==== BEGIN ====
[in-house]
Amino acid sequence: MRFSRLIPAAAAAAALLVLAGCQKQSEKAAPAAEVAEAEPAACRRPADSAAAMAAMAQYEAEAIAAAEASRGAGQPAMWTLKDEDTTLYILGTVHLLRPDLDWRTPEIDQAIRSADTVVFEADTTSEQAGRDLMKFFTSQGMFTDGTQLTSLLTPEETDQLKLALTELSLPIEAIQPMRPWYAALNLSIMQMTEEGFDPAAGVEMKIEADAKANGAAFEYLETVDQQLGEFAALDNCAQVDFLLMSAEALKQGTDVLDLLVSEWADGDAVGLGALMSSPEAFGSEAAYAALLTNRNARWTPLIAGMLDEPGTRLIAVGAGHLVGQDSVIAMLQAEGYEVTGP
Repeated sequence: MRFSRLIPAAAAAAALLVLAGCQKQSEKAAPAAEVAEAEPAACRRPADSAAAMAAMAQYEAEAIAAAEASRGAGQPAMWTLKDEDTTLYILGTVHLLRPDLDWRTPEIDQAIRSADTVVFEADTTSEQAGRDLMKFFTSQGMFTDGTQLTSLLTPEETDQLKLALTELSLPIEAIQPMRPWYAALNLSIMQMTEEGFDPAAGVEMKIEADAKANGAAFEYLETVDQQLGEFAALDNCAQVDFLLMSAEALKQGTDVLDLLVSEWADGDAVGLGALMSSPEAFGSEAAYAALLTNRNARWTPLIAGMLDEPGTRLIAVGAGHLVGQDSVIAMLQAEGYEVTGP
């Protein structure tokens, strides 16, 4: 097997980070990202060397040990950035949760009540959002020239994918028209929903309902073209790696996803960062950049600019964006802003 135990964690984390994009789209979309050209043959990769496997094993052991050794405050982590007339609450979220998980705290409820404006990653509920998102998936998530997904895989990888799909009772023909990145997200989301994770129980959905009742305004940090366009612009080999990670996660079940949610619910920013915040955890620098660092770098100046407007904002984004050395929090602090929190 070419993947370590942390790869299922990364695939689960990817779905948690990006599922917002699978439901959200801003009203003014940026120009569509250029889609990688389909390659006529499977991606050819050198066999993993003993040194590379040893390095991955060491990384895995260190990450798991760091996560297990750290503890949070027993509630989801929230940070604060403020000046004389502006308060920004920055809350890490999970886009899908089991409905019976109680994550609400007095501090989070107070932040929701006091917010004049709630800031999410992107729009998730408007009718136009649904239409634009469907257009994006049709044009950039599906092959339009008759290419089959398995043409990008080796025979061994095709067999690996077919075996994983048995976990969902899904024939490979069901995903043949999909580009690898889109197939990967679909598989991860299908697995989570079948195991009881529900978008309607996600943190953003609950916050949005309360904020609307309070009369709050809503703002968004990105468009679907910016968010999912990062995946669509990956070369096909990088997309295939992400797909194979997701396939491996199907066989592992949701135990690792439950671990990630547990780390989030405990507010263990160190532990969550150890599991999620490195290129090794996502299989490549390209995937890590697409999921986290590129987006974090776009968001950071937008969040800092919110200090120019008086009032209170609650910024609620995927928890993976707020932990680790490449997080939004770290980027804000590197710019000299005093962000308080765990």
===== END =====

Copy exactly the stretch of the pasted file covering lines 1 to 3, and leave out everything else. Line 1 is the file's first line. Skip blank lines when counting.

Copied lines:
[in-house]
Amino acid sequence: MRFSRLIPAAAAAAALLVLAGCQKQSEKAAPAAEVAEAEPAACRRPADSAAAMAAMAQYEAEAIAAAEASRGAGQPAMWTLKDEDTTLYILGTVHLLRPDLDWRTPEIDQAIRSADTVVFEADTTSEQAGRDLMKFFTSQGMFTDGTQLTSLLTPEETDQLKLALTELSLPIEAIQPMRPWYAALNLSIMQMTEEGFDPAAGVEMKIEADAKANGAAFEYLETVDQQLGEFAALDNCAQVDFLLMSAEALKQGTDVLDLLVSEWADGDAVGLGALMSSPEAFGSEAAYAALLTNRNARWTPLIAGMLDEPGTRLIAVGAGHLVGQDSVIAMLQAEGYEVTGP
Repeated sequence: MRFSRLIPAAAAAAALLVLAGCQKQSEKAAPAAEVAEAEPAACRRPADSAAAMAAMAQYEAEAIAAAEASRGAGQPAMWTLKDEDTTLYILGTVHLLRPDLDWRTPEIDQAIRSADTVVFEADTTSEQAGRDLMKFFTSQGMFTDGTQLTSLLTPEETDQLKLALTELSLPIEAIQPMRPWYAALNLSIMQMTEEGFDPAAGVEMKIEADAKANGAAFEYLETVDQQLGEFAALDNCAQVDFLLMSAEALKQGTDVLDLLVSEWADGDAVGLGALMSSPEAFGSEAAYAALLTNRNARWTPLIAGMLDEPGTRLIAVGAGHLVGQDSVIAMLQAEGYEVTGP